Getty Images

Olympic champion Florent Manaudou returns to the pool with sights set on Tokyo

Leave a comment

Olympic gold medalist Florent Manaudou of France is back to competitive swimming after more than two years away.

The 28-year-old, who won gold in the 50m free at the London 2012 Games and two silver medals in Rio before taking a hiatus, told L’Equipe he plans to train for the Tokyo 2020 Games with the International Swimming League (ISL) Energy Standard squad.

“I’ve been thinking for months. I want to resume the competition,” he told L’Equipe. “For some time, I miss it more and more…talking with my family, my former coaches, I set myself a challenge: to jump [back] in the competition.”

One of the first people he consulted was his sister, Laure, who won gold in the 400m free at the 2004 Olympics in Athens. Florent, then 13, watched from the stands in Greece, but they made a pact to compete together at the Olympics, fulfilling that goal in London.

Entering the Rio Games as the reigning Olympic and world champion in the 50m free, Manaudou was the favorite in an often unpredictable event. He came up just .01 seconds short of a second straight Olympic title, finishing behind American Anthony Ervin. After the Games, Manaudou told French newspaper La Provence that his ultimate goal was to compete at the Olympics in two different sports, and shifted his attention to handball (his father, Jean-Luc, was a handball player and coach). Manaudou also worked as a commentator for French TV during the 2017 World Championships and 2018 European Championships.

But still, the pool was calling. And Manaudou sensed he had untapped potential.

“I don’t even know what I can do,” he said, according to L’Equipe. 

He’ll have a team of accomplished training mates with the Energy Standard team: Olympic gold medalists Sarah Sjostrom of Sweden and South Africa’s Chad le Clos are both team captains.

Justin Gatlin, Noah Lyles headline U.S. roster for IAAF World Relays

Getty Images
Leave a comment

Justin Gatlin and Noah Lyles haven’t been in the same race since the 2016 Olympic Trials, but they could exchange a baton at the IAAF World Relays next month.

Gatlin, the reigning world 100m champion, and Lyles, undefeated at 200m outdoors in this Olympic cycle, headline the U.S. roster at World Relays in Yokohama, Japan, from May 11-12.

It’s the fourth edition of the meet that was held in the Bahamas in 2014, 2015 and 2017. Competition includes men’s and women’s 4x100m, 4x200m and 4x400m, a mixed-gender 4x400m (making its Olympic debut in 2020), a shuttle hurdle relay and a 2x2x400m.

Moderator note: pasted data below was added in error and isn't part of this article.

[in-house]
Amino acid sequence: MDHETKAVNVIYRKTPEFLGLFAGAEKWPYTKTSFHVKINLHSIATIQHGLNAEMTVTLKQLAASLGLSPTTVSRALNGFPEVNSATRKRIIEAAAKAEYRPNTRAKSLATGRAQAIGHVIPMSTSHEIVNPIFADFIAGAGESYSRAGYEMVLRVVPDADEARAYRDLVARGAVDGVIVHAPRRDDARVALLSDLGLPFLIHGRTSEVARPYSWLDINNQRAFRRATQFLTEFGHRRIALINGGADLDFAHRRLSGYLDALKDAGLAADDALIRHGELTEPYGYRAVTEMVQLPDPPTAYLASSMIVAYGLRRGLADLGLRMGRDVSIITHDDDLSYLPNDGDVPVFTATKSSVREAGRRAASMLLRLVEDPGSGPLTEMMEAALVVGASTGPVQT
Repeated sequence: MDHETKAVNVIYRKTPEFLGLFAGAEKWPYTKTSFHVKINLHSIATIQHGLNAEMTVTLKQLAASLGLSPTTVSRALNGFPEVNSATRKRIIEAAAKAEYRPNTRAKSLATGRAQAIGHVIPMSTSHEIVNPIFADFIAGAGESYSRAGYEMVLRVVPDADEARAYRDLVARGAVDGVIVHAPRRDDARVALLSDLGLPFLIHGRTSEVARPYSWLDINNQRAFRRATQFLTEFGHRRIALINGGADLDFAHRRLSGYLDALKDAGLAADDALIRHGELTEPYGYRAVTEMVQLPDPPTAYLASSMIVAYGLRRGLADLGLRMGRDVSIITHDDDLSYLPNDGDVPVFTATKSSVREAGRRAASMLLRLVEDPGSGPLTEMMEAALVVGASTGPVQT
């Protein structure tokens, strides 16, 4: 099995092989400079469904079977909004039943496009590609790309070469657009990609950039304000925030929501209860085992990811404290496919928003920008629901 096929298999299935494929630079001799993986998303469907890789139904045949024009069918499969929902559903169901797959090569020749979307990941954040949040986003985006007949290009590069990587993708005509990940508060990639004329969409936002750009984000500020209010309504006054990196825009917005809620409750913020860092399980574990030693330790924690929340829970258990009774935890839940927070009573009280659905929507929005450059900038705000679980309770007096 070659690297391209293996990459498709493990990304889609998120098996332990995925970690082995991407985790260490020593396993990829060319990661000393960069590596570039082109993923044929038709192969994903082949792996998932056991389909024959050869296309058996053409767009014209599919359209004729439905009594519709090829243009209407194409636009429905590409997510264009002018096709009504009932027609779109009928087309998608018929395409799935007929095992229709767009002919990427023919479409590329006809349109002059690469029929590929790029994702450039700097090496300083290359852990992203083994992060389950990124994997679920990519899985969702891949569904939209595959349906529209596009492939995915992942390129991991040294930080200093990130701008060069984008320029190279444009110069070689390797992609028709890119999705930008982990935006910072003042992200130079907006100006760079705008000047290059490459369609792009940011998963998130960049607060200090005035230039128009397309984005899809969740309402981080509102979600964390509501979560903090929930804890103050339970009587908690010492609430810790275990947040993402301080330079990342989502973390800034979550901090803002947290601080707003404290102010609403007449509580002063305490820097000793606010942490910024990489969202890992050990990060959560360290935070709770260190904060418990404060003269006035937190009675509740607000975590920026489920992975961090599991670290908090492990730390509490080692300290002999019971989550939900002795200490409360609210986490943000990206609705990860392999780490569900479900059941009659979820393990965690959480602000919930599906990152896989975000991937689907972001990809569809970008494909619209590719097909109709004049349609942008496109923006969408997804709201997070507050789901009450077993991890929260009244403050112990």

The U.S. has topped the medal standings at every World Relays, most memorably beating a Usain Bolt-anchored Jamaican 4x100m in 2015.

This U.S. team also includes world 100m champion Tori Bowie, U.S. 100m champion Aleia Hobbs and Lyles’ younger brother, Josephus.

The full U.S. roster:

Devon Allen
Joanna Atkina
Olivia Baker
Jessica Beard
Chris Belcher
Jasmine Blocker
Tori Bowie
Donavan Brazier
Mikiah Brisco
Ce’Aira Brown
Dezerea Bryant
Cameron Burrell
Michael Cherry
Christina Clemons (Manning)
Shania Collins
Freddie Crittenden
Paul Dedewo
Ryan Fontenot
Justin Gatlin
Queen Harrison
Aleia Hobbs
Ashley Henderson
Je’Von Hutchinson
Kyra Jefferson
Fred Kerley
My’lik Kerley
Jordan Lavender
Josephus Lyles
Noah Lyles
Remontay McClain
Sharika Nelvis
Vernon Norwood
Courtney Okolo
Jenna Prandini
Bryce Robinson
Mike Rodgers
Jaide Stepter
Nathan Strother
Gabby Thomas
Brionna Thomas
Ameer Webb
Shakima Wimbley
Dontavius Wright
Isiah Young

OlympicTalk is on Apple News. Favorite us!

MORE: How to watch London Marathon

How to watch 2019 London Marathon

Getty Images
Leave a comment

The London Marathon airs live on NBCSN and streams commercial free for NBC Sports Gold “Track and Field Pass” subscribers on Sunday at 4 a.m. ET.

NBCSN coverage also streams on NBCSports.com/live and the NBC Sports app for subscribers.

Sunday’s race start times (ET)
4:05 – Elite Wheelchair Races
4:10 – World Para Athletics Marathon Championships Ambulant Athletes
4:25 – Elite Women’s Race
5:10 – Elite Men’s Race, Mass Race

The London Marathon is known for the deepest fields of all the annual major marathons. This year is no exception.

Kenyan Eliud Kipchoge will race his first 26.2-miler since shattering the world record by 78 seconds in Berlin on Sept. 16 (2:01:39).

Kipchoge, on a modern-era record win streak of nine elite marathons, won his last three London starts, including setting the course record of 2:03:05 in 2016. Another world record on Sunday is a monumental ask, given Berlin is traditionally a faster course than London.

Kipchoge’s competition includes Britain’s four-time Olympic track champion Mo Farah and fellow Kenyans and past London winners Daniel Wanjiru and Wilson Kipsang.

Yet another Kenyan, Mary Keitany, also eyes a fourth London title. The 5-foot-2 soft speaker bagged either the London or New York City Marathons seven of the last eight years, with the outlier being 2013, when she gave birth to her second child.

Keitany’s greatest feat came in London in 2017, when she won in 2:17:01, erasing Paula Radcliffe‘s world record in a women’s only race by 41 seconds.

But last year, Keitany went out at world-record pace and was passed by yet another Kenyan mom, Vivian Cheruiyot, in the 23rd mile in London. Cheruiyot, a four-time Olympic track medalist, returns to defend her title Sunday.

The top two U.S. runners are Molly Huddle, in her London debut, and Emily Sisson, in her marathon debut. Both are jockeying for position among the deepest group of American female marathoners in history with the Olympic Trials looming in 10 months.

OlympicTalk is on Apple News. Favorite us!

MORE: 2019 Boston Marathon Results